a benefit. The foundations of domicile of choice—residence
and intention to reside indefinitely—were both issues of
fact. English law only required that the intention to reside be
bona fide, in the sense of being genuine and not pretended for some
other purpose (such as getting a divorce when it would not be
available under the true law of domicile). There was no reason in
principle why a person whose presence here was unlawful could not
acquire a domicile of choice in the UK. Liability to deportation
might be relevant to whether the person had formed an intention to
remain indefinitely, but that was a question of fact not law. Nor
was there an element of discretion in the court. If a domicile of
choice had been acquired, it was not for the court to deny it
because it considered the case unmeritorious or tainted with moral
or legal turpitude. Nor could domicile be granted simply because
the court considered the wife virtuous. By the time the wife
presented her petition, she had acquired a domicile of choice in
the UK.

Comment: It should be noted that the ruling on
domicile went against the expectation of the authors of Dicey and
Morris: Conflicts of Laws (9th edn (1973) 96–97) and Rayden
(17th edn, para 2.16). Lady Hale noted that there might be contexts
in which it was appropriate to imply a requirement of lawful
residence into the legislation. In particular, she identified
provisions that gave entitlement to some state benefit. In relation
to the divorce jurisdiction, the purpose of the test was to
determine whether the parties had a sufficiently close connection
with the country to make it desirable that the courts should be
able to dissolve the marriage (Law Commission Report on
Jurisdiction in Matrimonial Causes (1972) Law Com No 48, at para
5). That did not raise the same sort of policy issues.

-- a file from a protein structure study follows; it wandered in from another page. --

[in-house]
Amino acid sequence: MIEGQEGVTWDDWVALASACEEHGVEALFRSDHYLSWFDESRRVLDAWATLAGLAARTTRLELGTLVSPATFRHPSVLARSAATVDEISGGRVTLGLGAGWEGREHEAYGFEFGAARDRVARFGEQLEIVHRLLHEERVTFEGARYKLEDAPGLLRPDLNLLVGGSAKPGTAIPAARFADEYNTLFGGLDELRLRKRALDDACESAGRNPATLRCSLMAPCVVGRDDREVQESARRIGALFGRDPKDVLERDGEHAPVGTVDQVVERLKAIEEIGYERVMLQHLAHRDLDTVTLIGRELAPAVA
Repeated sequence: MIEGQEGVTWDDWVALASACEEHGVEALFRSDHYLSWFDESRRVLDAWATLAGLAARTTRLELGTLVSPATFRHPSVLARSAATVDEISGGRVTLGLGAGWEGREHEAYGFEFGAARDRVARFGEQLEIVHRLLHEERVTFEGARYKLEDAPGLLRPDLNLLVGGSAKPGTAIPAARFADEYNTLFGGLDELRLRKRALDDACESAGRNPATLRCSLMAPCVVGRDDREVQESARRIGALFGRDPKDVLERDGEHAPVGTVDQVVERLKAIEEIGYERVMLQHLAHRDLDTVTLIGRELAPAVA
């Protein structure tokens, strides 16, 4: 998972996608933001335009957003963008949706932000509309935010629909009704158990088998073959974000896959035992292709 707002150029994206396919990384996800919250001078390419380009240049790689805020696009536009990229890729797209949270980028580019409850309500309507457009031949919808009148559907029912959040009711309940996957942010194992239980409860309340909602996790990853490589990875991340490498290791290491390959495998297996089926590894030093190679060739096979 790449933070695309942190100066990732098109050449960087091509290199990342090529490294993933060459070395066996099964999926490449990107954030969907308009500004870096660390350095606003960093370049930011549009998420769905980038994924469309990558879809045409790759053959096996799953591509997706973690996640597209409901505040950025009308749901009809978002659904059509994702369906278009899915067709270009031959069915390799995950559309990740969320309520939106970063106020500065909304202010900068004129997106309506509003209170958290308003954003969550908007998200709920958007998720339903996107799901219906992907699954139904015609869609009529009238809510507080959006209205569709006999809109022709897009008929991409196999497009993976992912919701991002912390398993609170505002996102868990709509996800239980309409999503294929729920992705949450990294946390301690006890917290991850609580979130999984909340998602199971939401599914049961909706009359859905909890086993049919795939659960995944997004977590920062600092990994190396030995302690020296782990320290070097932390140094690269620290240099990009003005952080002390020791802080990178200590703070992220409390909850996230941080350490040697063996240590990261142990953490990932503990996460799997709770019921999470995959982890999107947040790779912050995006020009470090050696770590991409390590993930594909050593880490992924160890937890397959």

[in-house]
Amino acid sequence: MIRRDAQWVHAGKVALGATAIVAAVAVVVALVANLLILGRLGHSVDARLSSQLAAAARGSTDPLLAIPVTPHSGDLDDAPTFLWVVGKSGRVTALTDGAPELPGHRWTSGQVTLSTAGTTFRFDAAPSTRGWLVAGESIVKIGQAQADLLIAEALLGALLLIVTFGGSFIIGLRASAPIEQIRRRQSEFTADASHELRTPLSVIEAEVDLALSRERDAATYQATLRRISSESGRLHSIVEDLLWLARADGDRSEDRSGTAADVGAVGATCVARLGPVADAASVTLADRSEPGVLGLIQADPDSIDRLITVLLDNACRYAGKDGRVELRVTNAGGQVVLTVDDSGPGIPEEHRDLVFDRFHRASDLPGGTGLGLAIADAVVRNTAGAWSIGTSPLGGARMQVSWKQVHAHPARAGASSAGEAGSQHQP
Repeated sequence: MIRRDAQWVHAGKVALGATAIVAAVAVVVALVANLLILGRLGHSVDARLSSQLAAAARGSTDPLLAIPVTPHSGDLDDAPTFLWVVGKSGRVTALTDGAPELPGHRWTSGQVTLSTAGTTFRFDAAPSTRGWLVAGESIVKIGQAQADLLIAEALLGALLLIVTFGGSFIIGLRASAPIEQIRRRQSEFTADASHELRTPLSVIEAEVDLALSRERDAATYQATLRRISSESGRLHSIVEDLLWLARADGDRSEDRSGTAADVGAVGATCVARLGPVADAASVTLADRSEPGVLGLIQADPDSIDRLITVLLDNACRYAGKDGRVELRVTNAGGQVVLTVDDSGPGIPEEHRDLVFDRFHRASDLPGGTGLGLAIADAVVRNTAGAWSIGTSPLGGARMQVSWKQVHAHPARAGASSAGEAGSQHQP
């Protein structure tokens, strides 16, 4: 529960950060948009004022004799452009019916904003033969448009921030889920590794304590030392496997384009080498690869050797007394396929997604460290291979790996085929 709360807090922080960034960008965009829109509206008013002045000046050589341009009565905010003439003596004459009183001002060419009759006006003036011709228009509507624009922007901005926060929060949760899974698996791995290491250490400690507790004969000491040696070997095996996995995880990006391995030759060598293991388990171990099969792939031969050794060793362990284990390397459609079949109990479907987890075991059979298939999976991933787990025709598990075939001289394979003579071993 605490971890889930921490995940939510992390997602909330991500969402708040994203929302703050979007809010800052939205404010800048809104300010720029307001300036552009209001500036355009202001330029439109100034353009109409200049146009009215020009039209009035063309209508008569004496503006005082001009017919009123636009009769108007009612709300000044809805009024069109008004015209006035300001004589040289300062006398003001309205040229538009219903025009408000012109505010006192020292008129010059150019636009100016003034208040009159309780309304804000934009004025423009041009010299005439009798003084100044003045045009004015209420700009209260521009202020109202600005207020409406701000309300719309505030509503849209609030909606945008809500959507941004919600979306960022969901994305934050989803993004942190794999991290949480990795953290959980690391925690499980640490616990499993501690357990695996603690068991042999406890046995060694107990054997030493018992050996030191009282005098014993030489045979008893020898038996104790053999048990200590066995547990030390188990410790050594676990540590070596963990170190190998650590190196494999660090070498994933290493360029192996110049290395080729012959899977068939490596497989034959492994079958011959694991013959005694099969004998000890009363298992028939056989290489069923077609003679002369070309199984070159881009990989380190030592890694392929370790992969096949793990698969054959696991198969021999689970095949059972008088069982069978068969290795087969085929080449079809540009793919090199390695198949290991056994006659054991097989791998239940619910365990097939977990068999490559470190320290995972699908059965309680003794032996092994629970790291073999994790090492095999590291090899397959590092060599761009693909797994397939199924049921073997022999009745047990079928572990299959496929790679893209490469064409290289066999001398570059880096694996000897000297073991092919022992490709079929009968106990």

Reluctant children’s long-term interest in
contact

Re M (children) (contact: long-term best interests) (2005)
Times, 27 June, CA

BFLS 3A[1829]; CHM 1[659]

In Re M (children) (contact: long-term best interests) (2005)
Times, 27 June the Court of Appeal overturned a judge’s
decision that perpetuated a long-running dispute and refused a
loving and caring mother an order for her to have contact with
reluctant teenagers. This was plainly wrong in law, as it was
contrary to the children’s best interests. The parents had
separated in 1994 with the children remaining with the father and
stepmother. They had not seen their mother for some eight years and
did not wish to have contact with her. Ordinarily the
children’s views would have weight with the court, but in
this case, the judge had found that their ‘thoroughly
unhealthy mind set’ was caused by the father, who had
corrupted their understanding by his ‘force feeding’,
making it impossible for them to see the good qualities of their
mother. The judge had failed to make any provision for restoring
contact and this was not in the children’s long-term
interests. Unusually, the Court of Appeal was justified in
interfering with the judge’s discretion. It ordered that
experts be appointed to assist the children and that the case be
transferred to the High Court.